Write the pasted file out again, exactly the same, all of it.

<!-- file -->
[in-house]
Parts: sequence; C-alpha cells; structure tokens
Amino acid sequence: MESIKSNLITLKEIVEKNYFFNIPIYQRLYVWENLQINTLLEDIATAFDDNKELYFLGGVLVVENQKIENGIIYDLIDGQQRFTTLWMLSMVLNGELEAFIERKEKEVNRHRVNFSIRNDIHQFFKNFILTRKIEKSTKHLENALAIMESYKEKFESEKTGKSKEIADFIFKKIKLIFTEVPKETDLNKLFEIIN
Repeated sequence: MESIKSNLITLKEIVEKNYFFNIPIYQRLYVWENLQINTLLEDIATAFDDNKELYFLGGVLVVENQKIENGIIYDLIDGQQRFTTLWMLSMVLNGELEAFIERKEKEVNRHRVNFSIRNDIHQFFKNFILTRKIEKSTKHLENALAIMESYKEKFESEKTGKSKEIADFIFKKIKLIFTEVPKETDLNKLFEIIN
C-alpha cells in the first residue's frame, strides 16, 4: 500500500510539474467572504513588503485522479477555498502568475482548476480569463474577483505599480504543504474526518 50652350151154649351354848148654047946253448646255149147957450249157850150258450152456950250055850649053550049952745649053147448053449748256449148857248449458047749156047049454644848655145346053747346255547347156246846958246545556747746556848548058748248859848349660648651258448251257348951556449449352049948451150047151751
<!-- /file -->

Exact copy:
[in-house]
Parts: sequence; C-alpha cells; structure tokens
Amino acid sequence: MESIKSNLITLKEIVEKNYFFNIPIYQRLYVWENLQINTLLEDIATAFDDNKELYFLGGVLVVENQKIENGIIYDLIDGQQRFTTLWMLSMVLNGELEAFIERKEKEVNRHRVNFSIRNDIHQFFKNFILTRKIEKSTKHLENALAIMESYKEKFESEKTGKSKEIADFIFKKIKLIFTEVPKETDLNKLFEIIN
Repeated sequence: MESIKSNLITLKEIVEKNYFFNIPIYQRLYVWENLQINTLLEDIATAFDDNKELYFLGGVLVVENQKIENGIIYDLIDGQQRFTTLWMLSMVLNGELEAFIERKEKEVNRHRVNFSIRNDIHQFFKNFILTRKIEKSTKHLENALAIMESYKEKFESEKTGKSKEIADFIFKKIKLIFTEVPKETDLNKLFEIIN
C-alpha cells in the first residue's frame, strides 16, 4: 500500500510539474467572504513588503485522479477555498502568475482548476480569463474577483505599480504543504474526518 50652350151154649351354848148654047946253448646255149147957450249157850150258450152456950250055850649053550049952745649053147448053449748256449148857248449458047749156047049454644848655145346053747346255547347156246846958246545556747746556848548058748248859848349660648651258448251257348951556449449352049948451150047151751